The Loss of Innocence in Alberto Alvaro Rios’ “The Secret Lion”

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In “The Secret Lion,” Alberto Alvaro Rios establishes the theme as loss of innocence in a young boy. The narrator brings to life a boy who must leave behind his youthful perceptions about girls, the arroyo, and his green haven. All preconceptions are shattered, and each glimpse of bliss is taken away. Through this the boy gains perspective, and begins to see the world with a new awareness. Rios ingrains the loss of innocence theme through the eyes of a twelve-year-old boy who exhibits maturity, autonomy, and disillusionment. Initially, Rios illustrates a young boy perplexed by a new-found maturity. As the maturation from childhood to adolescence begins, he is facing unfamiliar feelings about the opposite sex. An example of this is …show more content…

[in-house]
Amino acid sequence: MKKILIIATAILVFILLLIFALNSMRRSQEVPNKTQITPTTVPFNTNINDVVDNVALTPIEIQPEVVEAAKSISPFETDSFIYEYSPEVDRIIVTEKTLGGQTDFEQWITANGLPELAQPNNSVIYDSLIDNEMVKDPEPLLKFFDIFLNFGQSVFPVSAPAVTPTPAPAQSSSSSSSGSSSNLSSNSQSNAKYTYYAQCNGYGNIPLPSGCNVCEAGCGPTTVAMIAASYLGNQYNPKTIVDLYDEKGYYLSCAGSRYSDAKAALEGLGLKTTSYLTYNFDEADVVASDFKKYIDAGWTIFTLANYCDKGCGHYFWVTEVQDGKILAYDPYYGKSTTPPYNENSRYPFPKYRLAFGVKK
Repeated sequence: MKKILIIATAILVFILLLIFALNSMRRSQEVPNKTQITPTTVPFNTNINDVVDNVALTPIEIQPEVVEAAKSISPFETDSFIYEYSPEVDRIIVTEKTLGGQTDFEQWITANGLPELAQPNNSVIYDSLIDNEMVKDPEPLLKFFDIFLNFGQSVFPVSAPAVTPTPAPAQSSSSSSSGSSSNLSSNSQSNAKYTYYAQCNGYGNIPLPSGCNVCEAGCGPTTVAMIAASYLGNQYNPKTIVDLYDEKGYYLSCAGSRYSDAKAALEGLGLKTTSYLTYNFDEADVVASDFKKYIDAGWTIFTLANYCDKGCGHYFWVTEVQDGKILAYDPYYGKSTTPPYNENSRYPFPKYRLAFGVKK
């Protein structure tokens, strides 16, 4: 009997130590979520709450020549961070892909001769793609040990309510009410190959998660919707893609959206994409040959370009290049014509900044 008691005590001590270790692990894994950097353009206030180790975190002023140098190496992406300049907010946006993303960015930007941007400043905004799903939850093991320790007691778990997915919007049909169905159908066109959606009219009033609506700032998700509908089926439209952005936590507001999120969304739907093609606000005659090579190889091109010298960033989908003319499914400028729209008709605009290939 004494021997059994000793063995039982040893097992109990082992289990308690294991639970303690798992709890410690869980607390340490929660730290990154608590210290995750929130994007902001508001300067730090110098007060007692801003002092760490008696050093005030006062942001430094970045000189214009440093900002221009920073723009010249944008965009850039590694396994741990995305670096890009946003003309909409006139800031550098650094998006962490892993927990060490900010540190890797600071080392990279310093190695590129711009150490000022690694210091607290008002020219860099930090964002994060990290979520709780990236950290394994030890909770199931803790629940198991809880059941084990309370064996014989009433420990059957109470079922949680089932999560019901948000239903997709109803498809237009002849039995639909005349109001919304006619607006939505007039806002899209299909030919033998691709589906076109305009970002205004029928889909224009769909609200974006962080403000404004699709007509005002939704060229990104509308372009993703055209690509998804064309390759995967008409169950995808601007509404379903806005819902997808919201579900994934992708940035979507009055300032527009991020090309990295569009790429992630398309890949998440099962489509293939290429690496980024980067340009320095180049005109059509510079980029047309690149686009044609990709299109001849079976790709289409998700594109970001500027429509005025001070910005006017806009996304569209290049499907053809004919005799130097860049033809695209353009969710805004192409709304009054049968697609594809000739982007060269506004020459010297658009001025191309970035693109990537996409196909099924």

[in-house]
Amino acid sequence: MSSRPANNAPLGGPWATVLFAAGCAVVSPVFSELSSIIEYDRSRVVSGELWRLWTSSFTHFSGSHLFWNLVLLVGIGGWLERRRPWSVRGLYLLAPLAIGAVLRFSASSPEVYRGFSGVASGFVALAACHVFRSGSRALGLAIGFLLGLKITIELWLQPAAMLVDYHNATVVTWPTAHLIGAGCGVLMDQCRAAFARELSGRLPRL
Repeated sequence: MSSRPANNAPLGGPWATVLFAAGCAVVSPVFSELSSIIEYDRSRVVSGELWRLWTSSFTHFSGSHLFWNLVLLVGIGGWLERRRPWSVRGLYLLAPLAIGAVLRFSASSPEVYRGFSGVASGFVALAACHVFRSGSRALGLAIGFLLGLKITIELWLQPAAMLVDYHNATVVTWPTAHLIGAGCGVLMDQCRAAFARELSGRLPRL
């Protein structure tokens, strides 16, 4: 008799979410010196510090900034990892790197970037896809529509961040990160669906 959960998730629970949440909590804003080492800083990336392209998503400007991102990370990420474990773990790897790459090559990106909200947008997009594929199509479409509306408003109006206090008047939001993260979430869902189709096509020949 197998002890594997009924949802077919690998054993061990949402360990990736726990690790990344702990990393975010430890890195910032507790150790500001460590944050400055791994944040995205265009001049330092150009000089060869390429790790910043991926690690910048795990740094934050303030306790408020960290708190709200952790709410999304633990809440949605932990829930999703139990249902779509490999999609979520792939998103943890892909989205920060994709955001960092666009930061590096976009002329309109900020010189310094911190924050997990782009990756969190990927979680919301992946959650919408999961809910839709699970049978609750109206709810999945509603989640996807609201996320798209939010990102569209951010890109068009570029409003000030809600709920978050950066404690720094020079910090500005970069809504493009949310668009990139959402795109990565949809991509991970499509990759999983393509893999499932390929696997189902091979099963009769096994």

While traveling to the arroyo, his own “personal Mississippi,” the boy learns he has control over his own actions (453-454). His mother cannot stifle him, and “tell us we couldn’t” go (454). Now understanding that mother does not know and see all, he feels free to make his own choices. A subsequent example of his autonomy is characterized when he begins his quest into the hills. Not believing his mother that the hills hold no adventure, he is certain she “was keeping something from us” (456). Adept at handling all that nature has to offer, he journey’s further up the hill because his “mother could still see us” (456). This lack of trust and the independence that comes from not being under his mother’s watchful eye fuels his budding autonomy. The boy’s innocence further dwindles as he rebels, and gains independence from his mother. (199) At last, Rios reveals the loss of innocence through the character’s disillusionment. Now plagued by the multitude of teachers and being lost in the shuffle, he feels “personally abandoned” (Rios 453). School seemingly the same, is different because the individual care of having a single teacher is lost. Seeking shelter at the arroyo, he finds a grinding ball which he describes as “perfect” (454). Destined to hold onto this object he buries it beneath the sand, only to find a few days later it is gone, “like everything else that had

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